TigerBlog was talking yesterday with a neighbor whose daughter plays lacrosse with Miss TigerBlog.
While practice was winding down, TB and the neighbor talked about the kinds of things that neighbors talk about. Kids. Work. How everyone has hated the weather this winter. The dog who was looking out at TB and the world from the backseat of the minivan. Music. How "Modern Family" isn't as funny this season.
That sort of thing.
Practice ended at 7:30, and TB couldn't help but notice one awesome fact as he waited in the parking lot: It was still light out.
TigerBlog, like everyone else, sprung ahead Saturday. It's one of the surest signs that spring is on the way, and this year more than most, that's a very, very comforting thought.
Depending on the time of year, it gets dark around here anywhere from 4:30 to 9, which is a fairly large range.
The first day after everyone "falls back" is the opposite of the elation of knowing that spring is on the way. No, back then, the clocks get turned back, and suddenly darkness descends around 5 or even earlier. It's depressing.
Ah, but not yesterday. Not when it was after 7 and approaching 7:30 and there was still light to be found.
Today's forecast is for a high of 61. The same applies to tomorrow.
Of course, it's not quite spring yet. For starters, Thursday's high is supposed to be 28. Two days of 61 and then back to 28? Then back to near 60 Saturday. Then the 30s and 40s next week?
Oh well. If any winter is going to go kicking and screaming, it's this one.
The final Princeton home events of the 2014 winter season will be held tonight, with a basketball doubleheader between Princeton and Penn that begins with the women's game at 5:30 - it'll still be light out - and concludes with the men's game at 8.
Penn's men are locked into sixth place; the only question is whether or not the Quakers will have sole possession of sixth or will share it with Dartmouth.
The prize for the Princeton men is a shot at 20 wins, which is what a win would bring. A win would also put Princeton into a third-place tie with Columbia.
It was also bring a semblance of revenge for the stunning loss at the Palestra back in January, back when Princeton was 11-2. It was really the first bad bounce among several early in the league season that took Princeton from legitimate title contender with Harvard into a team that was out of it relatively early.
There's also the quest for T.J. Bray in his final game to get 23 points, which would bring with it two accomplishments: 1) he would become the first Princeton player since Brian Taylor in 1972 to lead the Ivy League in scoring and 2) would give him exactly 1,000 points for his career.
The Princeton-Penn men's basketball rivalry is one of the great ones in the history of college basketball, and the two teams have had some amazing games through the decades. Even with no championship implications, there's always going to be something special about seeing the two teams together on the court.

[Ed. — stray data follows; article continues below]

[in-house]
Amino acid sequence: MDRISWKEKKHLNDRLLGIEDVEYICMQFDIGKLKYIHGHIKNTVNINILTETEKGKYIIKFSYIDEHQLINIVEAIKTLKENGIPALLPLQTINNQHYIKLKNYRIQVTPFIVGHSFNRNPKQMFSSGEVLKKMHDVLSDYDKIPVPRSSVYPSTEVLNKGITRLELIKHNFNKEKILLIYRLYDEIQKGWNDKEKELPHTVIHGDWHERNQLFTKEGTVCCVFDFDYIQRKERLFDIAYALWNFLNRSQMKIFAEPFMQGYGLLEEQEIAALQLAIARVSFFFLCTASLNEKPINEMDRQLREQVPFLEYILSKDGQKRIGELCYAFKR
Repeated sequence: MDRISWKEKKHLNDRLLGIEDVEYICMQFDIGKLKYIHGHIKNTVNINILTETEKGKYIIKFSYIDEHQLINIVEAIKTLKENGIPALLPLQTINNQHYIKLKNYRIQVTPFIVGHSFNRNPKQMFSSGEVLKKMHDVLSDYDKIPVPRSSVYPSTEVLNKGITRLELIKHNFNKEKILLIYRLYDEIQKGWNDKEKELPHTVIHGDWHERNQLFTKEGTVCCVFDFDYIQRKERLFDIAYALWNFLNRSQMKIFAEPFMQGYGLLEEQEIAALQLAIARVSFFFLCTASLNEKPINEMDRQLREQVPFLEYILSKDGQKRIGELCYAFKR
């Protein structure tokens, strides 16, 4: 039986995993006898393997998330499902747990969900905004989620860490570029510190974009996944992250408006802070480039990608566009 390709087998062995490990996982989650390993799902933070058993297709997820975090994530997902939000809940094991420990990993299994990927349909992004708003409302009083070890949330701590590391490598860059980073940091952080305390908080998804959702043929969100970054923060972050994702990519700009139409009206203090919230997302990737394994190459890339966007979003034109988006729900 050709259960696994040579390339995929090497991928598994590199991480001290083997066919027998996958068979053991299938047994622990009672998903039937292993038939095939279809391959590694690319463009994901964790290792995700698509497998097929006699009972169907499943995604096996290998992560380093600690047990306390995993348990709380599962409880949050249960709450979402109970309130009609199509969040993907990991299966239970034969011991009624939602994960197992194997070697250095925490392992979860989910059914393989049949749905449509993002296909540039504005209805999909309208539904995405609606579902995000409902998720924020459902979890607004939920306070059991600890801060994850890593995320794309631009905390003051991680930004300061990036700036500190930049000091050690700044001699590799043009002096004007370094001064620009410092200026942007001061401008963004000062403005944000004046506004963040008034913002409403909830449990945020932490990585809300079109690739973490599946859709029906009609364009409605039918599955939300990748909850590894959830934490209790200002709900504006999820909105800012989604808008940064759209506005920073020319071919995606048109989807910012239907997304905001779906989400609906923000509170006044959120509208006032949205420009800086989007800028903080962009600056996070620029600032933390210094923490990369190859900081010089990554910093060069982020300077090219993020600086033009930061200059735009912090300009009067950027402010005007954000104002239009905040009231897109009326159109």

The Princeton and Penn meet for the 230th time. The women meet for the 76th time, and none of the first 75 had the significance that tonight's game will.
For that matter, only one other women's game - no men's basketball game - ever played in the Ivy League matches what will happen this evening at Jadwin. Princeton and Penn are tied for first place at 11-2 in the league, which makes this winner take all, and by all that would mean the Ivy League championship and the league's bid to the NCAA tournament.
The only other time a similar situation has occurred in the league was in 1995, when Dartmouth defeated Harvard for the women's championship on the last day of the season. It has never happened in men's basketball, as amazing as that is to contemplate.
As for Princeton-Penn women, the Tigers have won 11 straight over the Quakers, all of which have been by double figures, including a 31-point win at the Palestra two months ago.
You know what all that means tonight? Nothing.
Remember back to 1996? Penn had defeated Princeton eight straight times in men's basketball heading into the playoff game at Lehigh. Remember how it went that night for the team with no players who had ever beaten the other team? Right, Princeton won in overtime and then knocked off UCLA five days later.
Tonight will be the final regular season game for Penn's Alyssa Baron, who has started every gamefor four years for the Quakers. She is the school's second all-time leading scorer with 1,758 points - Diana Caramanico is first with 2,415.
Princeton? The Tigers have won four straight Ivy titles. This was the post-Niveen Rasheed year, and even with that, Princeton is on the verge of another championship.
Win and they're in. It applies to both teams, something that's a real rarity in the Ivy League and is therefore incredibly special.
TigerBlog gives the last word to Eric Dolan, the women's basketball contact for Penn athletic communications. In his notes for tonight's game, Dolan has a section on "A Penn win would ..." that lists what a win would mean, followed by "A Penn loss would ..." that has the opposite.
His final entry in the second category was this: "be less good than a win."
That made TB chuckle.
It's something that's true of every game. Tonight it's a little more true than usual.